University Relations - Communications
May 18, 2016

A group totaling two dozen will accompany 25 World War II and Korean War veterans on a trip this weekend to Washington, D.C.

A group of University of Arizona student veterans and employees will accompany 25 World War II and Korean War veterans on a trip this week to Washington, D.C., with the group serving as guardians while the military veterans visit memorials built in honor of service.

All told, 19 student veterans and five employees are participating in the trip, which is being funded by philanthropist Chandler Warden's Bert W. Martin Foundation. Warden also will accompany the group on the trip, to be held May 21-23. A "Welcome Home Vets" event will be held May 23 at about 6:30 p.m. when the group returns at the American Airlines ticket counters at Tucson International Airport.

Duan Copeland, a graduate assistant for the UA's Veteran Education and Transition Services, will serve as a guardian.

"I see this as an opportunity to bridge the generational gap, serve those who served and learn a bit about our country's history," said Copeland, who is a U.S. Army veteran in the Professional Science Master's in Applied Biosciences program.

In October, the foundation supported UA students Sean Rambaran and Tim Ashcraft, both of the Army, to serve as guardians on an Honor Flight, also to accompany World War II and Korean War veterans to Washington, D.C.

First organized in 2005, Honor Flight is a national network with about 130 hubs across the U.S. Honor Flight hubs are nonprofit organizations whose mission is to provide a trip of honor for veterans at no cost to them.

Others from the UA attending as guardians include: Lindsay Dearing, a UA South applied sciences student with an emphasis in human services, who served for a dozen years in the U.S. Army as a military intelligence instructor at Fort Huachuca and as a jumpmaster with the 82nd Airborne Division, having also served four times in Afghanistan; U.S. Army Sgt. Bryan Kelsey, who is studying nutritional sciences and biochemistry at the UA and served in Iraq; and Mel and Enid Zuckerman College of Public Health student Dinorah Jaime, who served for 10 years as a U.S. Air Force Security Forces active duty member and is currently an Air Force reservist at Davis-Monthan Air Force Base.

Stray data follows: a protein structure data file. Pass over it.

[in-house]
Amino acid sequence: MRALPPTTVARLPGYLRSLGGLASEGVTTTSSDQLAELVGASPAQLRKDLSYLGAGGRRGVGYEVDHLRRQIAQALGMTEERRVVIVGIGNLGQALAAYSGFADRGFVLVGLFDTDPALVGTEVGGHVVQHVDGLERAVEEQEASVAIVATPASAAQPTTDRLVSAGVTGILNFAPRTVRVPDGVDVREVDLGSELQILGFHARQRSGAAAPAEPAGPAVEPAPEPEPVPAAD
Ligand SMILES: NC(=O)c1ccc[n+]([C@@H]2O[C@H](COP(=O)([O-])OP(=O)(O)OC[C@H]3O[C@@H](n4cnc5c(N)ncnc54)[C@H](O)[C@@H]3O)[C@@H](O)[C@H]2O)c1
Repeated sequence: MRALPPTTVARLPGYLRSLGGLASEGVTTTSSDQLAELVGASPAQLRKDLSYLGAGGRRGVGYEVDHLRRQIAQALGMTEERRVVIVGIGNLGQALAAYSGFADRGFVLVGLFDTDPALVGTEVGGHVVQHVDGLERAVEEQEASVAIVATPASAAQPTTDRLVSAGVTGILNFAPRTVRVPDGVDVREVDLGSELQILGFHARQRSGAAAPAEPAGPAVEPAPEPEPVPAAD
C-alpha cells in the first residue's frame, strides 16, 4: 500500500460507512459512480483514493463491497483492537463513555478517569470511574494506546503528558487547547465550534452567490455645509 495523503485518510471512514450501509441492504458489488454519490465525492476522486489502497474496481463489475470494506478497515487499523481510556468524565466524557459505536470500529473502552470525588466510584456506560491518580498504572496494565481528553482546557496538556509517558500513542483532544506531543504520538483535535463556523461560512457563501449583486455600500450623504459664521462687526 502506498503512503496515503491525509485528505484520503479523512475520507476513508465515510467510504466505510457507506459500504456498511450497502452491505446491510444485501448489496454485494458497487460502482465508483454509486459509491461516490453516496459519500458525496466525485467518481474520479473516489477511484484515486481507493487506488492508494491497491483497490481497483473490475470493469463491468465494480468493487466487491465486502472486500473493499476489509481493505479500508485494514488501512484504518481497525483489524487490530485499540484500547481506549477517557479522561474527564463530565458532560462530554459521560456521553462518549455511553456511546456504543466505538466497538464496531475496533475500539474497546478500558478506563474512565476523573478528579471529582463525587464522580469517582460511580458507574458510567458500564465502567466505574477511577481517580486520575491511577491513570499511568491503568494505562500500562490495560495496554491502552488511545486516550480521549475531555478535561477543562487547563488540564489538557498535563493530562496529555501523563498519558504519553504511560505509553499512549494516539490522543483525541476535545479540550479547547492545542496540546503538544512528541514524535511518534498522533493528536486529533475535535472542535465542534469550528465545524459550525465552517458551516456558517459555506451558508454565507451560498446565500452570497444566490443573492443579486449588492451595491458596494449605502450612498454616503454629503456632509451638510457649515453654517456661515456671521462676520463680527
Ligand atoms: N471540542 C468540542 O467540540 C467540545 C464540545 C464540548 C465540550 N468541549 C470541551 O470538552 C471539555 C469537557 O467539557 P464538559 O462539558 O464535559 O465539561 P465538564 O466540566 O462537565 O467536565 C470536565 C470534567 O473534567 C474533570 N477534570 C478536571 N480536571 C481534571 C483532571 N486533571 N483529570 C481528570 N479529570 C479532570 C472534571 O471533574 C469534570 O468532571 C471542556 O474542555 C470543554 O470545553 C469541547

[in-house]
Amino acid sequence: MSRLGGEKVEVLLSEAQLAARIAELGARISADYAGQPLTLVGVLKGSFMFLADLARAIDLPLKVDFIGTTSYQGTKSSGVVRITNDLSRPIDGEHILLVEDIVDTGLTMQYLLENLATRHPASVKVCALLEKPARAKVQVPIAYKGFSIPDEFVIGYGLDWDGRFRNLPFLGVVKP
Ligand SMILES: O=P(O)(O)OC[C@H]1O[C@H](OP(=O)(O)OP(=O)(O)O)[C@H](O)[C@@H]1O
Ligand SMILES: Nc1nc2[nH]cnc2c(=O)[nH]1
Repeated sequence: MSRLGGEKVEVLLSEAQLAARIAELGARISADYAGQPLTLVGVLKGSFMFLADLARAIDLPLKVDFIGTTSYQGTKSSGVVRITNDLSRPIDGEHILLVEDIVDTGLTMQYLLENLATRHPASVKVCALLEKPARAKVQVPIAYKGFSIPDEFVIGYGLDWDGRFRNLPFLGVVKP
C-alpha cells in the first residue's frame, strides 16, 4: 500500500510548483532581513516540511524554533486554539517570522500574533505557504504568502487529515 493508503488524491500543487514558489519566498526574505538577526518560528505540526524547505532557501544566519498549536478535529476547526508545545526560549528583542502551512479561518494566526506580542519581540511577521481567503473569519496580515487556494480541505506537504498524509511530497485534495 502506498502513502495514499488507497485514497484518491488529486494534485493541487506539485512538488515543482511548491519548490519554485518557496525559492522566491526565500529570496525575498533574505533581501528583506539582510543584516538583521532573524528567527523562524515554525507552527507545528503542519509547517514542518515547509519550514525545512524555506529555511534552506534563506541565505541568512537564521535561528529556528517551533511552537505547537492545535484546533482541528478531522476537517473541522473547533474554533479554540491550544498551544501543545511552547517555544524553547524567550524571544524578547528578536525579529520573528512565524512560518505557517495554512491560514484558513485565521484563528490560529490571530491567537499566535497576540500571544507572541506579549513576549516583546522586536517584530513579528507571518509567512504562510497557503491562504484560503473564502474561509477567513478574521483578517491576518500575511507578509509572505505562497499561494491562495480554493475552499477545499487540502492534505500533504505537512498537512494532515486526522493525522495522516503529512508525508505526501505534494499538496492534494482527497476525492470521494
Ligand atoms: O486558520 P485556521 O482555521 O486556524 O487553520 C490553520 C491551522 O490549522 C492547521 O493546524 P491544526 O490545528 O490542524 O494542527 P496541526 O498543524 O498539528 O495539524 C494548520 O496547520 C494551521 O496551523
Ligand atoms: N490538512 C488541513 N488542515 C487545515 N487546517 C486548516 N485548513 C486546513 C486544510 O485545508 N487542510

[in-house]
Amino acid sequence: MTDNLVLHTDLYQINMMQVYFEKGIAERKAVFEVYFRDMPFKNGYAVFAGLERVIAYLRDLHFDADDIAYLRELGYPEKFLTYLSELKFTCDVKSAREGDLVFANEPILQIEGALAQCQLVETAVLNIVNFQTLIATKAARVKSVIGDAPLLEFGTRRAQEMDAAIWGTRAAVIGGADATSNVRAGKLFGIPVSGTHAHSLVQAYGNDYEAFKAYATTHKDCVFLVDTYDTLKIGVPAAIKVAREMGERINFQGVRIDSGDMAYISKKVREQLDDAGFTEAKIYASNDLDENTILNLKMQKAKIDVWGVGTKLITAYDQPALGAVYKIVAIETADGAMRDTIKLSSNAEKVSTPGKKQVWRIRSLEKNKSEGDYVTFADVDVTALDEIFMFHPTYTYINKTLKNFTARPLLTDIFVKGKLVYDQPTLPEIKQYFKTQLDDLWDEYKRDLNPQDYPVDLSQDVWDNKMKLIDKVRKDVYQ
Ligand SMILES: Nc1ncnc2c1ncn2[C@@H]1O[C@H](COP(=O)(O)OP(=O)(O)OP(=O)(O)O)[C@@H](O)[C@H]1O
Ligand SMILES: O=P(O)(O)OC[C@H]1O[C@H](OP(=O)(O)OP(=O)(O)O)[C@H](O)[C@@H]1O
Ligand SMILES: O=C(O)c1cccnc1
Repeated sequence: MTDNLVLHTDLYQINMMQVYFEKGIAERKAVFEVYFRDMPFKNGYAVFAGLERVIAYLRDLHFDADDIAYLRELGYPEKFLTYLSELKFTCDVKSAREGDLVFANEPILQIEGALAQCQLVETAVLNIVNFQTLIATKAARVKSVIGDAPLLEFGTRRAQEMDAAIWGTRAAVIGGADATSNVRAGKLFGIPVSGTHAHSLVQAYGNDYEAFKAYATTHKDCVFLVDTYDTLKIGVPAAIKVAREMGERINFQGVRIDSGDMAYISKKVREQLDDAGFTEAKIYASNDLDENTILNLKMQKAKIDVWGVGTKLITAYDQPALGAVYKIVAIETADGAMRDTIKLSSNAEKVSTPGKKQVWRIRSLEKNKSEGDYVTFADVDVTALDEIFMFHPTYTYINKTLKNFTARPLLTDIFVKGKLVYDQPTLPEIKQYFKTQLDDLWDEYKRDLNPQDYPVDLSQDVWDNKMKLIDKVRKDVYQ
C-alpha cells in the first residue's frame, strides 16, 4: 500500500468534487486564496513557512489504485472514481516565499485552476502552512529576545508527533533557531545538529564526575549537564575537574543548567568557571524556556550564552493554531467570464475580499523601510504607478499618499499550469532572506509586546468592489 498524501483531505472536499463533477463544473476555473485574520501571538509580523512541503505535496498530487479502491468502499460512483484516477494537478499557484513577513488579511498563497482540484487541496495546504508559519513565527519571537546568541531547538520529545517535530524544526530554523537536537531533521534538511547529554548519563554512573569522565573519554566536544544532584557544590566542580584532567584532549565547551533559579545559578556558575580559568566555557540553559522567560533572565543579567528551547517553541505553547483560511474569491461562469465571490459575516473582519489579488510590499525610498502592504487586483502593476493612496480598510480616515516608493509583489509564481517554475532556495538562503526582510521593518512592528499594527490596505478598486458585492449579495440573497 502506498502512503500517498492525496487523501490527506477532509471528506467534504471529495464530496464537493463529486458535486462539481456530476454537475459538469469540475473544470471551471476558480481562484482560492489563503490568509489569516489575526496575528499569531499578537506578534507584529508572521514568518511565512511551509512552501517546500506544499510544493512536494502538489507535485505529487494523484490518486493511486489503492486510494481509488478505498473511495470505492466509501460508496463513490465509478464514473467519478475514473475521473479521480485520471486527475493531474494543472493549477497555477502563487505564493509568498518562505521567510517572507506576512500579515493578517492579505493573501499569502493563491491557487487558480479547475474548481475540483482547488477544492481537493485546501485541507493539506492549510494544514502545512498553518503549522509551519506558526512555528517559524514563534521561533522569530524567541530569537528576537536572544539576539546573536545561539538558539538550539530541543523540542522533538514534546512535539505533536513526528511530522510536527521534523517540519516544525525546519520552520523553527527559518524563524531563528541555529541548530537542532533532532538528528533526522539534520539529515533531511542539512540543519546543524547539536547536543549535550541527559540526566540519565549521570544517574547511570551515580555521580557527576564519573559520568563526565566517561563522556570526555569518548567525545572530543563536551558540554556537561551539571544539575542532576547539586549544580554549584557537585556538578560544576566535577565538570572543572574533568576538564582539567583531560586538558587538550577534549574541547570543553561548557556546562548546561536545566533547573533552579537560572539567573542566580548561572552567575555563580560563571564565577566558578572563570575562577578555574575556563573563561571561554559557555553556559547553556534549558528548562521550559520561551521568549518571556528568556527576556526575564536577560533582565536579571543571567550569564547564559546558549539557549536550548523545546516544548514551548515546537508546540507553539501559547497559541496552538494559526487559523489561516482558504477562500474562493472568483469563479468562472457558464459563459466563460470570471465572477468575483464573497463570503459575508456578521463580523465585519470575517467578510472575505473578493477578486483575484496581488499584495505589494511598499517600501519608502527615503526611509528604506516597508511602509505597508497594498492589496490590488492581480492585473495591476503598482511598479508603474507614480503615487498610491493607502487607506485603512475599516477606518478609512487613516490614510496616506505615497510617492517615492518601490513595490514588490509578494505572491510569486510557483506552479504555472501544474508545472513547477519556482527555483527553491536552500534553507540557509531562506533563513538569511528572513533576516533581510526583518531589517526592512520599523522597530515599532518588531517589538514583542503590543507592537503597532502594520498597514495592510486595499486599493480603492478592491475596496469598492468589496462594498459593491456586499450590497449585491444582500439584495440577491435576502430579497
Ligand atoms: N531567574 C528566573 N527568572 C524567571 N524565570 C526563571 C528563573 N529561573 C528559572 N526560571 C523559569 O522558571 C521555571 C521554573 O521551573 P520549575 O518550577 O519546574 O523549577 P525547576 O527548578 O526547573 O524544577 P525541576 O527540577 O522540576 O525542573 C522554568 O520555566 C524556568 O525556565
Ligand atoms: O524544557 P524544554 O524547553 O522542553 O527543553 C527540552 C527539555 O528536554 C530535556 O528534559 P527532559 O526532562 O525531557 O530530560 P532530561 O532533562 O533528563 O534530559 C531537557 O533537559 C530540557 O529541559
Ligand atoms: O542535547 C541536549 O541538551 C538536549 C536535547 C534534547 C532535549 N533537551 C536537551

This is the first time for Jaime to serve as a guardian on an Honor Flight.

"After learning the history of the obstacles prior veterans had to overcome upon their return from their time at the Korean and Vietnam wars, I have a great gratitude for their service and sacrifice, for it's something I never experienced," said Jaime, who served 14 years as a military police officer in the U.S. Air Force and just graduated with a degree in public health. "When I came home I was met with the most utter respect and support. I am looking forward to spending time with them and hopefully developing a sense of camaraderie."

By Ellen Sussman Special to the Green Valley News

Chandler Warden

Chandler Warden's family has a long history of giving away money to organizations in Southern Arizona through their Bert W. Martin Foundation.

This year, they extended their reach across history itself, all the way back to World War II.

The foundation is funding 25 guardians to take WWII and Korean War veterans on Honor Flight, a three-day trip to Washington, D.C., to see the memorials built in their honor. The veterans fly free, the guardians pay about $1,000 each.
Warden, who lives in Oro Valley, helps oversee the foundation funding the 24 guardians, who are all veterans attending the University of Arizona. They all belong to the UA Student Veterans Education and Transition Services (VETS) program, one of several national non-profit groups the Martin Foundation backs.

Warden, 65, will join them as a guardian on the May 21-23 trip, marking the 21st flight for Honor Flight Southern Arizona since it formed in 2011. With this flight, a total of 140 World War II and Korean War veterans from Green Valley, Sahuarita and Tubac will have made the trip.

Warden’s grandfather Bert W. Martin was a wealthy industrialist and philanthropist who died in 1971. As part of his legacy, the family continues to support a variety of charitable causes.

Warden's family has a long history of military connections. His father served in the Army Air Corps during World War II; his brother served in the Navy during the Vietnam War; and a son was discharged from the Army last month.

“Our veterans are not recognized as they should be,” he said. “We need to recognize them, especially now, and it’s one of the reasons I chose Honor Flight Southern Arizona.”

He also values the VETS program because it gets recently discharged veterans back into education. He became aware of it through another philanthropic work. As a melanoma survivor, Warden started the Skin Cancer Institute at the University of Arizona in 2005. Contacts there led him to the VETS program.

He said the May trip is just the beginning of their involvement with Honor Flight, and that they will fund more guardians in the future.

“We try to help as many people and deserving agencies as possible in health, recreation and creating mentors for children,” he said. “We’re all over the map to help as many causes as we can.”